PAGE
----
Data from the largest-ever multinational cohort of children infected with both tuberculosis (TB) and HIV, released by MSF, definitively shows that there is an urgent need for better TB tests for children. The standard TB test fails to detect the disease in children 93% of the time. 

“When you’re only detecting TB in one out of ten children, you can be sure that many are falling through the cracks simply because they’re not being diagnosed, resulting in unnecessary deaths and the disease spreading to others,” said Dr. Philipp du Cros, head of MSF’s medical department in London. “Most revealing of this sad reality is that until just last month, there was little data on the global burden of pediatric TB.”

One of the main barriers to developing a TB test that works in children has been the lack of a gold standard to assess performance of new diagnostic tools. In a process led by the US National Institutes of Health (NIH), a consensus on clinical case definition and methodological approaches to apply in the evaluation of new TB diagnostic tests in children was developed. This consensus should open the way for academic groups and test developers to work towards better TB tests for kids.

“What we need to see now is test developers showing that children are a priority, and that will mean developing tests that respond to their needs,” said Dr. Grania Brigden, TB Advisor for MSF’s Access Campaign. “We need to move away from having to put children through excruciating procedures to get lab specimens that in the end don’t provide us with a diagnosis.”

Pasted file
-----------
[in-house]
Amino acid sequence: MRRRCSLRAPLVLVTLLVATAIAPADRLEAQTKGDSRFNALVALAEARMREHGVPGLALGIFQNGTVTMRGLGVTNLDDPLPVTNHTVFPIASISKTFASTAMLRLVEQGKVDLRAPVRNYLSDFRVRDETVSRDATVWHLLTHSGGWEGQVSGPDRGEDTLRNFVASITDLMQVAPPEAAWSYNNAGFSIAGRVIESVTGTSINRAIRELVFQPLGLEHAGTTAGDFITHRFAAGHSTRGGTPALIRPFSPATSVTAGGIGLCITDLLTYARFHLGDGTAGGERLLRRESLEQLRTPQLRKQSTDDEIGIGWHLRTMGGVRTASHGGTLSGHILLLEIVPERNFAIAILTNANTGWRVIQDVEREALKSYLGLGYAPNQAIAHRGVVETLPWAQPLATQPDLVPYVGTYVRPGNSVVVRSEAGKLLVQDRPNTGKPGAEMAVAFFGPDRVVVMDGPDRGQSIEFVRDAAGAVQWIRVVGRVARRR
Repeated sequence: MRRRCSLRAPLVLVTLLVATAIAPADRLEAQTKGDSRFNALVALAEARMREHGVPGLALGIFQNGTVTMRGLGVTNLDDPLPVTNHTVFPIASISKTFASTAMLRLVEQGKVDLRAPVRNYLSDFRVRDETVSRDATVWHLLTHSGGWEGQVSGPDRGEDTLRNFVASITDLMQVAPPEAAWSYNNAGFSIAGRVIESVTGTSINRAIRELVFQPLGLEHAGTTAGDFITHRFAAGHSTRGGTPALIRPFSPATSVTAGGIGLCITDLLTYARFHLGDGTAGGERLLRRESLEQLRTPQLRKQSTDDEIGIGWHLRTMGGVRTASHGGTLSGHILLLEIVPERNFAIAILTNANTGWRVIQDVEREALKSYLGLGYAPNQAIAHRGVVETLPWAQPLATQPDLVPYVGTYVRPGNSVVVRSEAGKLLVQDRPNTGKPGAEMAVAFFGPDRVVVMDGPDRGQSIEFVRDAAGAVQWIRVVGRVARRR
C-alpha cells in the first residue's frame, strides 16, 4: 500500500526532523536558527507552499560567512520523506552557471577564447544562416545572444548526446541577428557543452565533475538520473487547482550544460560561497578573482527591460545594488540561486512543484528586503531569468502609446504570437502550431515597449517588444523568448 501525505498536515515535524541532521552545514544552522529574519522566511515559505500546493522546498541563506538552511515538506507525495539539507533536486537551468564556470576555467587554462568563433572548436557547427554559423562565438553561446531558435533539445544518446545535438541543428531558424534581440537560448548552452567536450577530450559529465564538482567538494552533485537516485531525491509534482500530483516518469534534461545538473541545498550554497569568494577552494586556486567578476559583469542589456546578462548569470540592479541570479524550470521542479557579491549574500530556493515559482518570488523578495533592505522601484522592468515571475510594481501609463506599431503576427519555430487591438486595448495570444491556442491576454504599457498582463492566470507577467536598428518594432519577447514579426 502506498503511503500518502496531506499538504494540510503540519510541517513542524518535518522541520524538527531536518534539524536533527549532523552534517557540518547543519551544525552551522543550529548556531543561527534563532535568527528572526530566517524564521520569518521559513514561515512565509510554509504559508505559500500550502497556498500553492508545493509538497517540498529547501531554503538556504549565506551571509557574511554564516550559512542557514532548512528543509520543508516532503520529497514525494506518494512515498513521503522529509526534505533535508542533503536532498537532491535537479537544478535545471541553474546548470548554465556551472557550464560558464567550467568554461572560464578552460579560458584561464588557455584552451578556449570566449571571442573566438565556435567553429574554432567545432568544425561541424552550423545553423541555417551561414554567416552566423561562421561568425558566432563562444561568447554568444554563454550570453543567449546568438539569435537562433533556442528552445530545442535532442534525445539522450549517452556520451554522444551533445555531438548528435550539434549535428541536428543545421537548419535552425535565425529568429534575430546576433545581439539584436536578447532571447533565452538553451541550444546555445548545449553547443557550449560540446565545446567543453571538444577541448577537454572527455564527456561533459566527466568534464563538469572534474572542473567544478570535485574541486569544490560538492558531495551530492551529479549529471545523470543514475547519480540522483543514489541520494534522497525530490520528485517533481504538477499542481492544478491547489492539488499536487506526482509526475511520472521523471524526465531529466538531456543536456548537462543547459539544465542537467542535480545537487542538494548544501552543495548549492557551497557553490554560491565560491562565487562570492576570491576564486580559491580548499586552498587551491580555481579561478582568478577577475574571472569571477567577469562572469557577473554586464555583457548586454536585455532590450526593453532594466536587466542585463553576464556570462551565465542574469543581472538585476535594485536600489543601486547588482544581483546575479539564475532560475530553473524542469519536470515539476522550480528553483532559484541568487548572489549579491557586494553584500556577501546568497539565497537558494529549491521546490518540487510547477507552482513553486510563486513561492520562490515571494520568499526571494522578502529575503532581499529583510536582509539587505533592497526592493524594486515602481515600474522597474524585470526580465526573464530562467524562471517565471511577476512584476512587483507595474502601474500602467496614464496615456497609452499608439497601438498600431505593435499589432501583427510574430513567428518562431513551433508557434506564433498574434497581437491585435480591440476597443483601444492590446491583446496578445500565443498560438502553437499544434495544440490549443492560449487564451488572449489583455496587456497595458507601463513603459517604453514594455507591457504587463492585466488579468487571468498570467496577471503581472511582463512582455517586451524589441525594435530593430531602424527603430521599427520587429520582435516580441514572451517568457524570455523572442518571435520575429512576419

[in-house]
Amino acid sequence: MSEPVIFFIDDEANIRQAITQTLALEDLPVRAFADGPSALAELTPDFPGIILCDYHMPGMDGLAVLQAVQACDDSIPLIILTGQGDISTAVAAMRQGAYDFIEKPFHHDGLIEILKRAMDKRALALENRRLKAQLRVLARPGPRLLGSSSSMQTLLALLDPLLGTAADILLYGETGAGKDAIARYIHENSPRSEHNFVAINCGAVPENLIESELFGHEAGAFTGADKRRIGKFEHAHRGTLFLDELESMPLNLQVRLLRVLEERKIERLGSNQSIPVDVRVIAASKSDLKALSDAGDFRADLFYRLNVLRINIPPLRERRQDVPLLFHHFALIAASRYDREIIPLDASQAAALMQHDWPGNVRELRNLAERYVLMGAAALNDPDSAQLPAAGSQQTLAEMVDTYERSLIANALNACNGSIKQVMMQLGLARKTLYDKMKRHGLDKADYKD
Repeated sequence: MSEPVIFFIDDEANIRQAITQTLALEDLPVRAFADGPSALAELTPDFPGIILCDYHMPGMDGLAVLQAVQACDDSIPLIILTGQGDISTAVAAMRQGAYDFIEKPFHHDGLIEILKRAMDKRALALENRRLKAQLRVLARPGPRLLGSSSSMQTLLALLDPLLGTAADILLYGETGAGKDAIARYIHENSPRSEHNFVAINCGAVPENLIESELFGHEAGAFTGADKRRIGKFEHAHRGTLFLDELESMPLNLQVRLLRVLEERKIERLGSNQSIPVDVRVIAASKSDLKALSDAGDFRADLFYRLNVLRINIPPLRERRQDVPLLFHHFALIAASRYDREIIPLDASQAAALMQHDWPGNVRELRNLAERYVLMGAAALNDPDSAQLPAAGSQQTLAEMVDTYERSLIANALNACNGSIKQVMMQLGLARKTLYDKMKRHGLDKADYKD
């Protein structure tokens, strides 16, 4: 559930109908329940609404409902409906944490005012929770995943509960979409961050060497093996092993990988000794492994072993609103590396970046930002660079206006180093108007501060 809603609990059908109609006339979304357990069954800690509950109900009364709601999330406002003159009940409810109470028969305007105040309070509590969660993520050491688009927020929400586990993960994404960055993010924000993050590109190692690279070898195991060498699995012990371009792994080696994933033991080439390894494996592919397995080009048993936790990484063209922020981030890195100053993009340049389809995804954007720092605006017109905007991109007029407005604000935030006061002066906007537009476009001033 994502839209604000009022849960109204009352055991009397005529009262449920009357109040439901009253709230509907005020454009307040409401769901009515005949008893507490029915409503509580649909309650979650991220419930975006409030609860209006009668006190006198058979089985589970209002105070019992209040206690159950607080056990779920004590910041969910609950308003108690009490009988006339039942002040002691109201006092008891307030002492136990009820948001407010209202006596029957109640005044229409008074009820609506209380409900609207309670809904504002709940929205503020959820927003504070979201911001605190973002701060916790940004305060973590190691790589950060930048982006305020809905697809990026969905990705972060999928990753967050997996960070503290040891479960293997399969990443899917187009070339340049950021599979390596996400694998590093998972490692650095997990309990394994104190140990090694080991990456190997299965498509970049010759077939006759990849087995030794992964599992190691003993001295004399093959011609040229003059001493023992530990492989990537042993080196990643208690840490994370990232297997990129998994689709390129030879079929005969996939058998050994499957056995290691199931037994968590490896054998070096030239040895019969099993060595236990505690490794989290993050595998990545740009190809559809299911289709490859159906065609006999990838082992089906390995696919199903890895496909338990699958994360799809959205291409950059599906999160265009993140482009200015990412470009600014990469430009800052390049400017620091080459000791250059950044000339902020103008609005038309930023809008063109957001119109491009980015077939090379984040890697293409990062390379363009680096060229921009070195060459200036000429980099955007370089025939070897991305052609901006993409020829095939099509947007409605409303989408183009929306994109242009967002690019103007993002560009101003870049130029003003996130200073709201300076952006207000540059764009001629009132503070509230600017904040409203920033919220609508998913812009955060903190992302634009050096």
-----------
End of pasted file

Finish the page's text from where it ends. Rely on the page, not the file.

The decision that will be made at the UN meeting in New York will determine the fate of the …[“many … people” ] that still lack access to treatment. Leaders need to take bold and decisive action. … they need actually to stick to their commitment they made several years ago, which was to provide universal access to all people who dare to test for HIV and are requesting treatment. We are halfway now and I don’t understand how suddenly the political commitment is not there anymore.
Eric Goemere, an MSF doctor in Khayelitsha, South Africa
Now we know that when people are on ARVs, the antiretrovirals that are used to treat HIV, we can also reduce new infections. So, in this sense, it is an absolute game-changer in terms of mounting a credible AIDS response.
Sharonann Lynch, HIV/AIDS Policy Advisor for MSF’s Campaign for Access to Essential Medicines
The biggest question to governments meeting at the UN AIDS summit is: Now that we know that HIV treatment is also HIV prevention, will you take the necessary steps to prevent millions of needless deaths, but also prevent millions of needless infections?
Sharonann Lynch, HIV/AIDS Policy Advisor for MSF’s Campaign for Access to Essential Medicines.

MSF Frontline Reports podcast, Ep. 91: HIV Treatment is Also HIV Prevention

New research has proved conclusively that treatment of HIV can reduce the transmission of the disease from one person to another by 96 percent. In other words, HIV treatment is also HIV prevention. The UN Summit on HIV/AIDS starts on June 8 and officials will decide on a blueprint for the next decade of the global response to the epidemic. Will global leaders act now to save millions of lives and prevent millions of new infections?